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Riverton finds road back to state tournament
Riverton Wolverine point guard Kade Salisbury looked inside after beating Evanston's Matt Eddington during the championship game of the Class 4-A West regional tournament. The Wolverines open at the state tournament Thursday against Cheyenne Central. Photo by Wayne Nicholls

Riverton finds road back to Class 4-A state tournament

Mar 7, 2012 - By Craig Blumenshine, Staff Writer

It's been a long time since a Riverton Wolverine boys basketball team has been to the state Class 4-A tournament. It's been even longer since RHS won a game there.

But the Wolverines have discovered the road back to state, and, after finishing second in the Class 4-A West tournament last week, Riverton (19-7) will battle the Cheyenne Central Indians (14-12) at 1:30 p.m. Thursday at Swede Erickson Thunderbird Gymnasium on the campus of Casper College.

Central advanced to state by placing third in the Class 4-A East tournament with an overtime win over Laramie 26-25, a loss to Sheridan 43-42 (a game where Central blew a 13-point lead in the fourth quarter), and a win over Cheyenne East 52-38.

Riverton last played at a state tournament in 2004, when the Wolverines were eliminated with losses to Cheyenne East 76-67 in the opening round and to Cheyenne Central 51-33 in consolation play.

"Obviously, we are excited and happy about where we are. We've got a tough draw. I think Cheyenne Central is playing as well as anyone on the East side right now," RHS head coach Dick Quayle said.

The Indians play a deliberate, ball control-game in which each and every possession is valued from the get-go. Against Laramie at the East regional, the score after the first quarter was 3-2.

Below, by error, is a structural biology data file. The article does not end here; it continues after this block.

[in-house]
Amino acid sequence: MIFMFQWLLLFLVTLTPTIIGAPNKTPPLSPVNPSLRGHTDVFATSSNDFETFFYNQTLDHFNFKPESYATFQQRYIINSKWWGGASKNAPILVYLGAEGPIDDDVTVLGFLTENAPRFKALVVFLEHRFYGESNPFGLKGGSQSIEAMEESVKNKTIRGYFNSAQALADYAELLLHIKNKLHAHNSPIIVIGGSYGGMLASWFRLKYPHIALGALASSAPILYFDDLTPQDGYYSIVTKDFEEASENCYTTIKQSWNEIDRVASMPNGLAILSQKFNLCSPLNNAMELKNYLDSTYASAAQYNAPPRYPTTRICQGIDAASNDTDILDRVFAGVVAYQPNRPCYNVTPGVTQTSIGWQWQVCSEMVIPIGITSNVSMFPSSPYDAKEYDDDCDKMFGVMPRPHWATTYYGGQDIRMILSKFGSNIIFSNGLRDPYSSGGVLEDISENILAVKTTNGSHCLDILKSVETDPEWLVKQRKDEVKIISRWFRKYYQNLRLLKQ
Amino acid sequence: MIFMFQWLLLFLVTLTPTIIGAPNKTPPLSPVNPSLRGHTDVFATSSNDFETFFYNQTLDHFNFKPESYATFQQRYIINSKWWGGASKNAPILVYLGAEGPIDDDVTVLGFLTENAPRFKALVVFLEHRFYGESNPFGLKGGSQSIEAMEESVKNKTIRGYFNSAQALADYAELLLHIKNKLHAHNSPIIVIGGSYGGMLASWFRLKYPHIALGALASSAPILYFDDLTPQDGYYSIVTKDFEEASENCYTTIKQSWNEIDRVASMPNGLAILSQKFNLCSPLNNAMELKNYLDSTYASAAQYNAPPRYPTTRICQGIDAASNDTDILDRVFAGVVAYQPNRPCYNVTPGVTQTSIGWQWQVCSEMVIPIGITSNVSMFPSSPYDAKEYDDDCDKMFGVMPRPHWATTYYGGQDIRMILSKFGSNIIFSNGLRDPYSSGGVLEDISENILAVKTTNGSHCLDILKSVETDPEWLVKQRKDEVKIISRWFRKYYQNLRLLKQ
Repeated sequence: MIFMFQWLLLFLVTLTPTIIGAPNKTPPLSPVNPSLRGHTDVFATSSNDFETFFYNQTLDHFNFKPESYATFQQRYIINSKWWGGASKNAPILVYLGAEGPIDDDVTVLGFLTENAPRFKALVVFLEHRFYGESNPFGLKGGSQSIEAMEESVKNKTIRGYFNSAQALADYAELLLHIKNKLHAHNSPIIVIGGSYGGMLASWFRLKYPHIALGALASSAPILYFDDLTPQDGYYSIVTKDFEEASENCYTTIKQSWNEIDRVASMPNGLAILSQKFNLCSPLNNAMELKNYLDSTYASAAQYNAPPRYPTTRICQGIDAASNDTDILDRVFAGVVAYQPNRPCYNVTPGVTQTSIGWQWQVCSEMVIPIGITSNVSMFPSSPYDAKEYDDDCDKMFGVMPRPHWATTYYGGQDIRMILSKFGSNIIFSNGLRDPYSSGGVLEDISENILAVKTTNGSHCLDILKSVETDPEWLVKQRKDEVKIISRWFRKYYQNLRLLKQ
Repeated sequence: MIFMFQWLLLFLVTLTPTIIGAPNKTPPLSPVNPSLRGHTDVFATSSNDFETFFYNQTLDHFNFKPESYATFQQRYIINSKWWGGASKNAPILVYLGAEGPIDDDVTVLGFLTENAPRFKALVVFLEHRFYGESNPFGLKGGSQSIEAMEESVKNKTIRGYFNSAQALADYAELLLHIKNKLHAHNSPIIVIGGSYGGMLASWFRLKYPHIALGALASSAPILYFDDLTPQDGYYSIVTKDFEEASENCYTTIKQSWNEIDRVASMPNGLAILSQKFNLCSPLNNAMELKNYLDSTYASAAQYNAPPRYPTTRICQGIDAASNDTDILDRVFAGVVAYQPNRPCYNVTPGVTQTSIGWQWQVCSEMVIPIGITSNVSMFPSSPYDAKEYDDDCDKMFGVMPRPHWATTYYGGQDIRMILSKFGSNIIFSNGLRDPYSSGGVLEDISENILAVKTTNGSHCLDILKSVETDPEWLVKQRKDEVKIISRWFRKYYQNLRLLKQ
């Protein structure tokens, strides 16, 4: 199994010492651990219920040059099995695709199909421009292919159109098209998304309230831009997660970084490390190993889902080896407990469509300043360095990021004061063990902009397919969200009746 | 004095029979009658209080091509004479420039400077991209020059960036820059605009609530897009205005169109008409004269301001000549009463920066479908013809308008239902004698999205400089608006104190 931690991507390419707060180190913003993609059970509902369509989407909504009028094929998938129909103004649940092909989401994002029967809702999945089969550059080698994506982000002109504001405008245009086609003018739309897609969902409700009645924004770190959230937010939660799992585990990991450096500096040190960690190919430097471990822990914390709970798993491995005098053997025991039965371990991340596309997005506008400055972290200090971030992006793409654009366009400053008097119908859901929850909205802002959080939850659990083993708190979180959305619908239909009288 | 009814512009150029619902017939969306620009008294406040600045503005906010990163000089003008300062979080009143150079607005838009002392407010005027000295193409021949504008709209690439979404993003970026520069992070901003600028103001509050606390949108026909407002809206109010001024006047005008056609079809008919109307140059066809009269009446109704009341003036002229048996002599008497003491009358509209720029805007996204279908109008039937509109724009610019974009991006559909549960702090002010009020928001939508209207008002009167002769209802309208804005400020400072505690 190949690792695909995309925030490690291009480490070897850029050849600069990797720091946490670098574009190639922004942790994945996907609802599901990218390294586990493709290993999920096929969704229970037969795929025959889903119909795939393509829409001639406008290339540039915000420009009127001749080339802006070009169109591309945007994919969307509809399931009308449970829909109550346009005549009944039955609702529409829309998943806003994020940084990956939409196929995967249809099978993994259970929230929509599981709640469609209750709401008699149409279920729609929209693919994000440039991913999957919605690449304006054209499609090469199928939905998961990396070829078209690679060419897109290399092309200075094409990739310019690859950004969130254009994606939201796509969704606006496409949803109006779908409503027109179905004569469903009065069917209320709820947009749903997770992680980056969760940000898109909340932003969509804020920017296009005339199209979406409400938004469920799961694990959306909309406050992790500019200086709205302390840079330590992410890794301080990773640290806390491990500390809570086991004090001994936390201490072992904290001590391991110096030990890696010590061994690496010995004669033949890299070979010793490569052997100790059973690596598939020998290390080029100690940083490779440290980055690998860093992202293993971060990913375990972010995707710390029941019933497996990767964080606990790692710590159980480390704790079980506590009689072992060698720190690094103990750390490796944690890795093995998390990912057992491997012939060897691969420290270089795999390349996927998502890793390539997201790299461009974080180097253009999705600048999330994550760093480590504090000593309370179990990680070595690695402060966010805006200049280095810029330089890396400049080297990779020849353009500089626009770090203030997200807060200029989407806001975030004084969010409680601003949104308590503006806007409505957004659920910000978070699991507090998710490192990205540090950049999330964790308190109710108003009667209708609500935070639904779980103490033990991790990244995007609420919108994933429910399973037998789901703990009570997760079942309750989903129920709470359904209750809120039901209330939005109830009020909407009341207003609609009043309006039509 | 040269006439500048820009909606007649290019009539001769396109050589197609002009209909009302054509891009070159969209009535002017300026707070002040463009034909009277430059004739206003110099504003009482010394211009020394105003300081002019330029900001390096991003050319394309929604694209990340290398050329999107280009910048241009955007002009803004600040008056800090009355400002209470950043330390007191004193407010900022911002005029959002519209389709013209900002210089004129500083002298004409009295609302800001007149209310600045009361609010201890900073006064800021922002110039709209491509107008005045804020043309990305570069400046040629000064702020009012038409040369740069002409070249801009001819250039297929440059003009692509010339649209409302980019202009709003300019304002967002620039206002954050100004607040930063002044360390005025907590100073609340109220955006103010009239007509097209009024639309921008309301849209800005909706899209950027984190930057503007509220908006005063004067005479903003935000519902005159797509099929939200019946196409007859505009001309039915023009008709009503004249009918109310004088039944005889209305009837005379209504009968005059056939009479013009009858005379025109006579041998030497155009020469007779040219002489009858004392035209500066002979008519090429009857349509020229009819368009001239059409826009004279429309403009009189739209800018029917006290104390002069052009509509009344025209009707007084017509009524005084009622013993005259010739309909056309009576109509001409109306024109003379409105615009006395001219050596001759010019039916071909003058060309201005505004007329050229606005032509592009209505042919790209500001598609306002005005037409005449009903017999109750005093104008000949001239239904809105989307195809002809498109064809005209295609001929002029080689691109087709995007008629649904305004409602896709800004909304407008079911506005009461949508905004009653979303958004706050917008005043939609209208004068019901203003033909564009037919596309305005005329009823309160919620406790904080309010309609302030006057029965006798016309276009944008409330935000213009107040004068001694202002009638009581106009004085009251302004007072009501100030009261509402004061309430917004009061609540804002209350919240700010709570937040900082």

"It was one of those games. It was a possession-by-possession game. We try to take what's available, and if there is not much available, we'll keep looking. We are a very patient team. We know what we want, and we try to get it," Central head coach Doug Moratzka said.

The Indians lead the state in defense, allowing just 42.8 points per game, and they also have the state's best field goal percentage, hitting 48 percent.

Low scoring

But the Indians don't score much -- they are in near the Class 4-A bottom in that category -- so they will look to control the pace of the game against Riverton.

"It depends on the night. It depends on what type of defense we are facing. We have tons of shooters, we just don't have very many makers," Moratzka said.

The Wolverines will have a distinct size advantage over the Indians. Riverton averages 30.3 rebounds per game compared to Central's 23.

"We're not big. Nobody's size concerns us, because we don't have any size. There is nothing we can do about that," Moratzka.

Riverton advanced to the championship of the West 4-A regional last week with wins over Rock Springs and Casper Natrona.

"We had a good regional tournament, I thought," Quayle said. "Central will try to take 30 seconds to a minute off the clock on every possession and look to find something backdoor. They want to shorten the game."

The last time the Wolverines won a game at state was against Cheyenne Central 62-48 in 1995.

"I think there are some ways we can attack them. We'll have to be fundamentally sound on defense and make all of the baskets go over the top of us and not give up any layups. I think we are healthy and ready to go. We have to go out an play really hard, there is a bit of a shock factor (at state). It is a new experience for our kids. But it's a good experience," Quayle said.

A Riverton win would place the Wolverines in the state semifinal game Friday night at 7:30 p.m. at the Casper Events Center against the winner of the Gillette-Natrona game. Should Riverton lose, it would begin consolation play Friday at noon, also at the Events Center.

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